Both a revealing self-portrait and dramatic fictional chronicle of his final African safari, Ernest Hemingway's last unpublished work was written when he returned from Kenya in 1953. Edited by his son Patrick, who accompanied his father on the safari, True at First Light offers rare insights into the legendary American writer.
A blend of autobiography and fiction, the book opens on the day his close friend Pop, a celebrated hunter, leaves Ernest in charge of the safari camp and news arrives of a potential attack from a hostile tribe. Drama continues to build as his wife, Mary, pursues the great black-maned lion that has become her obsession, and Ernest becomes involved with a young African girl whom he supposedly plans to take as a second bride. Increasingly enchanted by the local African community, he struggles between the attraction of these two women and the wildly different cultures they represent.
Spicing his depictions of human longings with sharp humor, Hemingway captures the excitement of big-game hunting and the unparalleled beauty of the landscape. Rich in laughter, beauty, and profound insight. True at First Light is an extraordinary publishing event—a breathtaking final work from one of our most beloved and important writers.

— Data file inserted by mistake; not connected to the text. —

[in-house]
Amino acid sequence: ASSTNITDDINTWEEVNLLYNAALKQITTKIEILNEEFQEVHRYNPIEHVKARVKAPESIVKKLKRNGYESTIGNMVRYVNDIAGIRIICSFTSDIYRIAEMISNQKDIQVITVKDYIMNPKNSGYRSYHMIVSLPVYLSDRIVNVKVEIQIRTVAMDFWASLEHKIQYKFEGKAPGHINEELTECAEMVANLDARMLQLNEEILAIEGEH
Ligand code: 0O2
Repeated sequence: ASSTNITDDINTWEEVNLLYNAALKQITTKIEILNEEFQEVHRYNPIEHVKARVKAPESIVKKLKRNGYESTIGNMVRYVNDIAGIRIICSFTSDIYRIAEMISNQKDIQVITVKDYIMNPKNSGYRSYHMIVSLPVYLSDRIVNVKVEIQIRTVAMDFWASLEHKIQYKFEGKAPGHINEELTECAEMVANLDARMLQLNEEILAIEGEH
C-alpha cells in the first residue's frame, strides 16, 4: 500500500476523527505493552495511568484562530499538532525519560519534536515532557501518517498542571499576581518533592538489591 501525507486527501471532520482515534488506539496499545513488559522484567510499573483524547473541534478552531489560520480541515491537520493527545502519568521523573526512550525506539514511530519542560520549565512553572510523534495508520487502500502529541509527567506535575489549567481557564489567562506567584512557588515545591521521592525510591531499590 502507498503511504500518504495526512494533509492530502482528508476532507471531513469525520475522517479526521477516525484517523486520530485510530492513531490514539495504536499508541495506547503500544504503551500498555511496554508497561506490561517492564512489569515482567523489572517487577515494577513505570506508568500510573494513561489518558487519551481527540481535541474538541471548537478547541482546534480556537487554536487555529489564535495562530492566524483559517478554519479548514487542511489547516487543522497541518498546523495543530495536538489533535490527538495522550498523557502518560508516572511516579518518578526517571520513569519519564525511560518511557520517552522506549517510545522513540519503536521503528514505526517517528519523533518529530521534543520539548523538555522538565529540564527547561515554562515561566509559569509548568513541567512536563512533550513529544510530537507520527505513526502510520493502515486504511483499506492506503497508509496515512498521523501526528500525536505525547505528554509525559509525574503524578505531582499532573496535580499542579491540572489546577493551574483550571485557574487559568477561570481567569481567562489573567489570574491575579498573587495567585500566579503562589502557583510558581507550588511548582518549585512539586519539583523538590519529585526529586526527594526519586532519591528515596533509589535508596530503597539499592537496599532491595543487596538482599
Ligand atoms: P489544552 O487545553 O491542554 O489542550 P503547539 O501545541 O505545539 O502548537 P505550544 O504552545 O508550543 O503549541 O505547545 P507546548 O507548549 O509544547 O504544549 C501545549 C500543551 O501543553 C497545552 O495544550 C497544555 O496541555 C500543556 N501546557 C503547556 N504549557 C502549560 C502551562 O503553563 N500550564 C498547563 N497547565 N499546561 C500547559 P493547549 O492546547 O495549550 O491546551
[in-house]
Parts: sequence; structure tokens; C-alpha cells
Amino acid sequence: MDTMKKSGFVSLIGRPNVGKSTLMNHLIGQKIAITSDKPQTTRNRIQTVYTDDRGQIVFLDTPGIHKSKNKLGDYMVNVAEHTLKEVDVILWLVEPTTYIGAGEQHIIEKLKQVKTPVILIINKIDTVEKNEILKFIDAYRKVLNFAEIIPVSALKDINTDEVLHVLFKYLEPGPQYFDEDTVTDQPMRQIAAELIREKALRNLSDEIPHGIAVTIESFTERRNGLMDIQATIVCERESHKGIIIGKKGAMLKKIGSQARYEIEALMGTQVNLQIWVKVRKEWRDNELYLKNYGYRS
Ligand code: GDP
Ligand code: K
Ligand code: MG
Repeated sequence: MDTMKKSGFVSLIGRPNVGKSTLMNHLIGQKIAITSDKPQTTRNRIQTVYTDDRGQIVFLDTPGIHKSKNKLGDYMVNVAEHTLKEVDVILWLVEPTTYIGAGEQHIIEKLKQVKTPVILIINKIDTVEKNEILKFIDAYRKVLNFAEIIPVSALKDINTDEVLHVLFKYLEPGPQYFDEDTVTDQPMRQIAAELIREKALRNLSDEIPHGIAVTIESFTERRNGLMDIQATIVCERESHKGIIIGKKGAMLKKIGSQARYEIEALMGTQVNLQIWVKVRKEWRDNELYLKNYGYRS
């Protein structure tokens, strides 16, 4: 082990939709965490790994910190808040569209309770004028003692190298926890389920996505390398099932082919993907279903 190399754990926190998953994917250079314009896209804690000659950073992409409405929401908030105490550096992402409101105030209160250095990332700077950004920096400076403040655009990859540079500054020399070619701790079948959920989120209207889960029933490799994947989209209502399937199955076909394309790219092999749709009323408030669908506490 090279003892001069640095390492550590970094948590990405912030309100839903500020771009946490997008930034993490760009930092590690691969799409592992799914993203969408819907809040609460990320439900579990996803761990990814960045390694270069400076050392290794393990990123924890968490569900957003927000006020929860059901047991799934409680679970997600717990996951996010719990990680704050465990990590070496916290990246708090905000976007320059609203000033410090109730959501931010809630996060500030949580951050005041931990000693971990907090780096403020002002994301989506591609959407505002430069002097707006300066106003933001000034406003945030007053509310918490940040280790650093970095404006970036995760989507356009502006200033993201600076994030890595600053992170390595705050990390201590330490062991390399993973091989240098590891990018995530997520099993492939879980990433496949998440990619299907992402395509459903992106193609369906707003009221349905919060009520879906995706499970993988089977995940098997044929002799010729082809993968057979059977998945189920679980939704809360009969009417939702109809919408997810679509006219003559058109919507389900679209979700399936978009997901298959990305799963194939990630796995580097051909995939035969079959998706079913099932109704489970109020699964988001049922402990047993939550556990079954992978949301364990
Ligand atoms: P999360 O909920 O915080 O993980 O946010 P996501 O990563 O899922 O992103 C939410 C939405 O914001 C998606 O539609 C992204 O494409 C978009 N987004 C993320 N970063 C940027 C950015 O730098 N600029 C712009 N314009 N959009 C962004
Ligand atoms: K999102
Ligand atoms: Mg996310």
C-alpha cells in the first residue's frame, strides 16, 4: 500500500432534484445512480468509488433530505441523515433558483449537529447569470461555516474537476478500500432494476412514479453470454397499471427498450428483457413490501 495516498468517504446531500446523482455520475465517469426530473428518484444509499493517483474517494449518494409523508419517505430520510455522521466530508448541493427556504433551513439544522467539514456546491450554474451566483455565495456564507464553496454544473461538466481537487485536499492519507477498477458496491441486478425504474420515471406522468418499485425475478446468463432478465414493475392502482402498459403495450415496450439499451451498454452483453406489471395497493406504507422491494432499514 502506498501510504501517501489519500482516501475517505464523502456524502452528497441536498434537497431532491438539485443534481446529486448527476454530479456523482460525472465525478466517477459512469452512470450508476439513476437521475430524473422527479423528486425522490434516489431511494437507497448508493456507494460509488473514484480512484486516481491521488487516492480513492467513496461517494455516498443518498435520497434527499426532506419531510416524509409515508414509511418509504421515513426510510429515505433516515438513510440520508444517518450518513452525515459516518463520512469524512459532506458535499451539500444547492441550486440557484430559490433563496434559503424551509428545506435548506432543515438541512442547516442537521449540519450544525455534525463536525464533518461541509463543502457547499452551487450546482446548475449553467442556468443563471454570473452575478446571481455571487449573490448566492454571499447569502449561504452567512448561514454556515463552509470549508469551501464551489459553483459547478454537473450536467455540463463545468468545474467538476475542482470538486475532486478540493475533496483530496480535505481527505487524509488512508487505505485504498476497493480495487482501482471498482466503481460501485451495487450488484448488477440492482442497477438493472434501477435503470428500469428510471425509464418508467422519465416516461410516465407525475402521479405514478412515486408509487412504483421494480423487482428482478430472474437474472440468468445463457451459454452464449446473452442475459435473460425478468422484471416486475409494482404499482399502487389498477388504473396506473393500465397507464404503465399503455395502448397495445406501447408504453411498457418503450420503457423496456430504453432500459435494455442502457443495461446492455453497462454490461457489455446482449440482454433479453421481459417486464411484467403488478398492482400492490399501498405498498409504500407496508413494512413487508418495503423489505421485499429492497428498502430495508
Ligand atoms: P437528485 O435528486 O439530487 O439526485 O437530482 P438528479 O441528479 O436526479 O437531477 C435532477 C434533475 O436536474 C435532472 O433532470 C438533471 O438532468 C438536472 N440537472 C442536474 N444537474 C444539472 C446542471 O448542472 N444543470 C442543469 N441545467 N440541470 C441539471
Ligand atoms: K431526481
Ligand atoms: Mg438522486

More a curiosity than a major contribution to his oeuvre, this fictional memoir of a 1953 safari in Kenya, edited by Hemingway's son Patrick from a first-draft manuscript and published to celebrate the 100th anniversary of Papa's birth, is a sometimes entertaining, sometimes trying read. Hemingway narrates the rambling story in his own voice, and others, including his wife, Mary, are identified by name. More humorous than most of Hemingway's novels, the narrative also contains enough hunting scenes for Hemingway and others to show the requisite grace under pressure. The old Hemingway magic flashes sporadically, like lightning, but not often enough. There are a series of sentences intoning "I wished..." reminiscent of his earlier linguistic triumphs, and some dialogue, crisp and to the point, like the stichomythia of Greek tragedy. Lines like "So I carried her in and she weighed just what a woman that you love should weigh when you lifted her in your arms...." still resonate. The Kenyan setting is atmospheric, but the promising elements of the plot--a possible Mau Mau attack on the camp, Miss Mary's determination to kill a lion--too often stagnate for lack of action and dramatic tension. Some uneasiness occurs between Hemingway and Mary over Hemingway's attraction to an African woman, Debba, but even this is pretty tame. A supporting cast of African characters are not distinct individuals, and the prolific use of Swahili words is often confusing in spite of a glossary. Yet, as prose by Hemingway, no matter how distanced and imperfect, the book is still worth reading. Perhaps it will inspire new readers to delve into Hemingway's true legacy, the novels and stories like "Cat in the Rain," and "The Short Happy Life of Francis Macomber." BOMC main selection; first serial to the New Yorker; rights sold in Denmark, England, France, Germany, Iceland, Italy, Norway, Poland, Spain, Sweden and the Czech Republic.